How the human eye works? It all boils down to light and how it reflects off the surface of an object in the field of vision to enter the eye and allows for image processing and interpretation. Once light reflects off the surface of an object in the field of vision, it reaches the ultra-thin veil of tears covering the front part of the eye, where the cornea is located. The aqueous humor on the other side circulates on the front section to ensure the pressure inside remains constant. Light goes through the aqueous humor and the pupil, the central circular opening in the iris. It varies in size to control the amount of light getting inside the eye.
The lens follows the iris and is used to focus like – a principle that has been used to make cameras. Elite Vision eye doctor Pembroke Pines explains that It also alters its shape depending on the distance between the object and the eye.
Once light hits the center of your eye, it goes through the vitreous to reach the retina, which lies somewhere at the back of the eye. The retina is something like the screen where an image is projected. It contains light cells known as photoreceptors.
At the center of the retina is the macula – the focal point with more light-sensitive nerve endings (photoreceptors), which comprises rods and cones that convert the received light rays into electrochemical signals and sends them to the human brain for further processing and interpretation.
Retinal Pigment Epithelium lies beneath the photoreceptors and acts to absorb excess light for a clearer signal. They also supply the photoreceptors with nutrients and get rid of wastes from them.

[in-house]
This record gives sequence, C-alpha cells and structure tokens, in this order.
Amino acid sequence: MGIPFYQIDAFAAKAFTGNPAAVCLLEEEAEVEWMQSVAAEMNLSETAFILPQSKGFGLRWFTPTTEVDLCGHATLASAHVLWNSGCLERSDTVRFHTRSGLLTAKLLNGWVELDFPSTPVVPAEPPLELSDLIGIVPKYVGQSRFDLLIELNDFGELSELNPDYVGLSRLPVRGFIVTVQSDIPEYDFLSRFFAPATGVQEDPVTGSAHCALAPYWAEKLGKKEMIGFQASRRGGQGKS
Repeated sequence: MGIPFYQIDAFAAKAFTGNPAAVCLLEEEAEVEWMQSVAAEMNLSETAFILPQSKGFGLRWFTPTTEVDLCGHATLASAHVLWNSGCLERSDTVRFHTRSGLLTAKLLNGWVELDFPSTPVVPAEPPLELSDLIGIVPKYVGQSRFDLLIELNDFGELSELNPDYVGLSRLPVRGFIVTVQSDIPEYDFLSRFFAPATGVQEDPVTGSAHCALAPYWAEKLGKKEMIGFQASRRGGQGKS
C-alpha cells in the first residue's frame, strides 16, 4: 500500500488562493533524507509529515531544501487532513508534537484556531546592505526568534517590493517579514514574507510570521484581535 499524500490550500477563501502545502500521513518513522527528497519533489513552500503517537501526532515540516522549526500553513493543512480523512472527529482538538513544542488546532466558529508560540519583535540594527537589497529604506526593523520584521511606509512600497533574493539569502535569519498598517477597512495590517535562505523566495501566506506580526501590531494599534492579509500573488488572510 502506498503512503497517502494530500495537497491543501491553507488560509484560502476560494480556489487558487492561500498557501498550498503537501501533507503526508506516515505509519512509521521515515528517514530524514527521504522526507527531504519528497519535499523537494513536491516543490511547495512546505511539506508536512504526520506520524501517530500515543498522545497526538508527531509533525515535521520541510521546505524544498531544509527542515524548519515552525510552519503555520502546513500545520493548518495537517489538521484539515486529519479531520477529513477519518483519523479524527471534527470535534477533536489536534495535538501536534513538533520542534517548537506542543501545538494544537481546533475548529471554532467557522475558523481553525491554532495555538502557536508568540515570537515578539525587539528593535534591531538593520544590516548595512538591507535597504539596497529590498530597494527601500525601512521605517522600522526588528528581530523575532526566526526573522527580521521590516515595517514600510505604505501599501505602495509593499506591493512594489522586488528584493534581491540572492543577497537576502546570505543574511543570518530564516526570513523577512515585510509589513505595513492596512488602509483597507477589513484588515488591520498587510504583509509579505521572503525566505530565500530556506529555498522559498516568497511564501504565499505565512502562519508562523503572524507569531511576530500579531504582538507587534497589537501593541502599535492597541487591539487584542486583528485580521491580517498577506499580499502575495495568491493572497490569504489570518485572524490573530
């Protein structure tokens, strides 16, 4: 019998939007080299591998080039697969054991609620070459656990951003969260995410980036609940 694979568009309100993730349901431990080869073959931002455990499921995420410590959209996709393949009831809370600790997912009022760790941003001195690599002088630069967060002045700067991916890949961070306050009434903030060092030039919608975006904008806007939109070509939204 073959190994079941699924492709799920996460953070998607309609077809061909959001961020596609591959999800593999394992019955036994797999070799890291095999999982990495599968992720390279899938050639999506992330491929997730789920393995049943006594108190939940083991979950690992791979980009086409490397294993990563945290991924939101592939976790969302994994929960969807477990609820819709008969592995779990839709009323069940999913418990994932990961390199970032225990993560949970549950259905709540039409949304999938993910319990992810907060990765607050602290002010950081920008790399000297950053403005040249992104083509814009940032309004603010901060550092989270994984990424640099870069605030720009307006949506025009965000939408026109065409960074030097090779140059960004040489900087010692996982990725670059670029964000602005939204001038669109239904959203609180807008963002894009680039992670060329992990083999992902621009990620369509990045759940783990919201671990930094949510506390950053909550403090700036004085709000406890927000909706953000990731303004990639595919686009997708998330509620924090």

This hard, whitish, fibrous material lies outside the eye and protects it from outside pressure. The photoreceptors send signals to the optic nerve to be carried to the brain.
How the Eye Works
Therefore, the eye works by picking up light rays reflected off the surface of objects. The light passes through the cornea, located on the outside of the eye, particularly the front part. This light then enters the eye through the pupil, which is colored and acts as a window. Once the light rays reach the lens, they are focused and passed to the retina. That is the film screen on which images are projected. The lens is held by the iris, which contains muscle-like fibers that contract and relax to adjust the size and shape of the lens. Depending on how far the eye perceives the object of interest. The lens then focuses this light on the retina for interpretation.
The retina contains photoreceptors which receive the image, converts it into electrochemical signals. It send to the brain via the optic nerve which lies adjacent to the retina. The RPE in the retina may have to absorb any excess light to ensure the signal received is clearer. This signal is then sent to the brain for further interpretation to help identify the object, its color, size, and even shape. If any part of the eye is not working correctly due to eye injury or disease, one may experience vision loss.